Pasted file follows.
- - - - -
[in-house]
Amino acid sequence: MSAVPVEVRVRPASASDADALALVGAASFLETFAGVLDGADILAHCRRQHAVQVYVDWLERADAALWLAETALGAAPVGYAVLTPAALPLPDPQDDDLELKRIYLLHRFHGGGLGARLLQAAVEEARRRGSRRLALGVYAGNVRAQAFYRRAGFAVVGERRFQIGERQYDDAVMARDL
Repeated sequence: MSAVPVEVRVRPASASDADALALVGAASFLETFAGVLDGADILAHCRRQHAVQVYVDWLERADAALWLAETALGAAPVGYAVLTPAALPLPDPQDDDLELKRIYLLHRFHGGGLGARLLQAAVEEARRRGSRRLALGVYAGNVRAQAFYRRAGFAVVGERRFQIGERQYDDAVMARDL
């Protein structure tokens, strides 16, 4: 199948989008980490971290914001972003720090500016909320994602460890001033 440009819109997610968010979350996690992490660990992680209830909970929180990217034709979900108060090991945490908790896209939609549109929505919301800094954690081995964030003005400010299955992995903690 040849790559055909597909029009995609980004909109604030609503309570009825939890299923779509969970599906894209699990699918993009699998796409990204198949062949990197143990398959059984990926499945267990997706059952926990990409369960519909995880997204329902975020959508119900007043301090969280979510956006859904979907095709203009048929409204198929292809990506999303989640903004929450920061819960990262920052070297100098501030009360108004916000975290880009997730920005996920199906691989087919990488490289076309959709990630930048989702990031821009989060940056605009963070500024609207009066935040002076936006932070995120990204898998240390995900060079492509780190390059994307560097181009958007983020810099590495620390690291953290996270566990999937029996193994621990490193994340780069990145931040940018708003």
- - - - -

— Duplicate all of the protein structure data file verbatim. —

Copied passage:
[in-house]
Amino acid sequence: MSAVPVEVRVRPASASDADALALVGAASFLETFAGVLDGADILAHCRRQHAVQVYVDWLERADAALWLAETALGAAPVGYAVLTPAALPLPDPQDDDLELKRIYLLHRFHGGGLGARLLQAAVEEARRRGSRRLALGVYAGNVRAQAFYRRAGFAVVGERRFQIGERQYDDAVMARDL
Repeated sequence: MSAVPVEVRVRPASASDADALALVGAASFLETFAGVLDGADILAHCRRQHAVQVYVDWLERADAALWLAETALGAAPVGYAVLTPAALPLPDPQDDDLELKRIYLLHRFHGGGLGARLLQAAVEEARRRGSRRLALGVYAGNVRAQAFYRRAGFAVVGERRFQIGERQYDDAVMARDL
């Protein structure tokens, strides 16, 4: 199948989008980490971290914001972003720090500016909320994602460890001033 440009819109997610968010979350996690992490660990992680209830909970929180990217034709979900108060090991945490908790896209939609549109929505919301800094954690081995964030003005400010299955992995903690 040849790559055909597909029009995609980004909109604030609503309570009825939890299923779509969970599906894209699990699918993009699998796409990204198949062949990197143990398959059984990926499945267990997706059952926990990409369960519909995880997204329902975020959508119900007043301090969280979510956006859904979907095709203009048929409204198929292809990506999303989640903004929450920061819960990262920052070297100098501030009360108004916000975290880009997730920005996920199906691989087919990488490289076309959709990630930048989702990031821009989060940056605009963070500024609207009066935040002076936006932070995120990204898998240390995900060079492509780190390059994307560097181009958007983020810099590495620390690291953290996270566990999937029996193994621990490193994340780069990145931040940018708003």